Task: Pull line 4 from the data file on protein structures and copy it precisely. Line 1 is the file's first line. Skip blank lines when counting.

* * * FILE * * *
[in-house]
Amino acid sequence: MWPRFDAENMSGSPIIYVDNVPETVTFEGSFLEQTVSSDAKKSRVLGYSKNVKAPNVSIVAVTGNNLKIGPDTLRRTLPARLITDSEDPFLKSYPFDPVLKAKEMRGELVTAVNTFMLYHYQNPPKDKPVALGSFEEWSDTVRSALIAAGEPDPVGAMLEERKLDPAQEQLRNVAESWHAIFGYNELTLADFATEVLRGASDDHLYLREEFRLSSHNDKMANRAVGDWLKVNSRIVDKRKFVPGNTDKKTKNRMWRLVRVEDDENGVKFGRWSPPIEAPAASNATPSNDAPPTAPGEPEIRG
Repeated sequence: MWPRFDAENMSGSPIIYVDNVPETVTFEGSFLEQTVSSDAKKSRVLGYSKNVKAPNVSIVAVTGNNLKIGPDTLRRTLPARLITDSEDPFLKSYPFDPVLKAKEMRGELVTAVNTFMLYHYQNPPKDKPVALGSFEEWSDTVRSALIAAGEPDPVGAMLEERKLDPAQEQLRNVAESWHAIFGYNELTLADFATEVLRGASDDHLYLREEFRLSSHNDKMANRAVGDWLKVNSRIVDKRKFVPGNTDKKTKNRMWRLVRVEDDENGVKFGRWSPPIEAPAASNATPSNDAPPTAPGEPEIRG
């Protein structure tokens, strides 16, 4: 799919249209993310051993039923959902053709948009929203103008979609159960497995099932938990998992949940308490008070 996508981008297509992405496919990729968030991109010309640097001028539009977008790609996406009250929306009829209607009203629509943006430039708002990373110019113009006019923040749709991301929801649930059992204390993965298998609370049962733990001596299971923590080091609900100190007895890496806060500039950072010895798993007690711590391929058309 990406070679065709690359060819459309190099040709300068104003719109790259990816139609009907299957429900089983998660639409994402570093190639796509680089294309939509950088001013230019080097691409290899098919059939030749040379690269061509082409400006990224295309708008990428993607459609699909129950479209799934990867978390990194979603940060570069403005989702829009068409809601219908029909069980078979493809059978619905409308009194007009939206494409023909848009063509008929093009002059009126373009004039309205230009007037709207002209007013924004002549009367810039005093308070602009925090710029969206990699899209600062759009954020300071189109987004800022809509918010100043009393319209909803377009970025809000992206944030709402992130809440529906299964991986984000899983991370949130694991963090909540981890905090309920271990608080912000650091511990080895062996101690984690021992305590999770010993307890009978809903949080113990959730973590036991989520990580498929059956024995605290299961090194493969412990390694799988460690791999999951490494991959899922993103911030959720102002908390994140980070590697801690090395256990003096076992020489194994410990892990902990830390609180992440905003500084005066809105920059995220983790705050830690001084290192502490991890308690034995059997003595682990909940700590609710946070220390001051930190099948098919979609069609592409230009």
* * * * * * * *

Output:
């Protein structure tokens, strides 16, 4: 799919249209993310051993039923959902053709948009929203103008979609159960497995099932938990998992949940308490008070 996508981008297509992405496919990729968030991109010309640097001028539009977008790609996406009250929306009829209607009203629509943006430039708002990373110019113009006019923040749709991301929801649930059992204390993965298998609370049962733990001596299971923590080091609900100190007895890496806060500039950072010895798993007690711590391929058309 990406070679065709690359060819459309190099040709300068104003719109790259990816139609009907299957429900089983998660639409994402570093190639796509680089294309939509950088001013230019080097691409290899098919059939030749040379690269061509082409400006990224295309708008990428993607459609699909129950479209799934990867978390990194979603940060570069403005989702829009068409809601219908029909069980078979493809059978619905409308009194007009939206494409023909848009063509008929093009002059009126373009004039309205230009007037709207002209007013924004002549009367810039005093308070602009925090710029969206990699899209600062759009954020300071189109987004800022809509918010100043009393319209909803377009970025809000992206944030709402992130809440529906299964991986984000899983991370949130694991963090909540981890905090309920271990608080912000650091511990080895062996101690984690021992305590999770010993307890009978809903949080113990959730973590036991989520990580498929059956024995605290299961090194493969412990390694799988460690791999999951490494991959899922993103911030959720102002908390994140980070590697801690090395256990003096076992020489194994410990892990902990830390609180992440905003500084005066809105920059995220983790705050830690001084290192502490991890308690034995059997003595682990909940700590609710946070220390001051930190099948098919979609069609592409230009």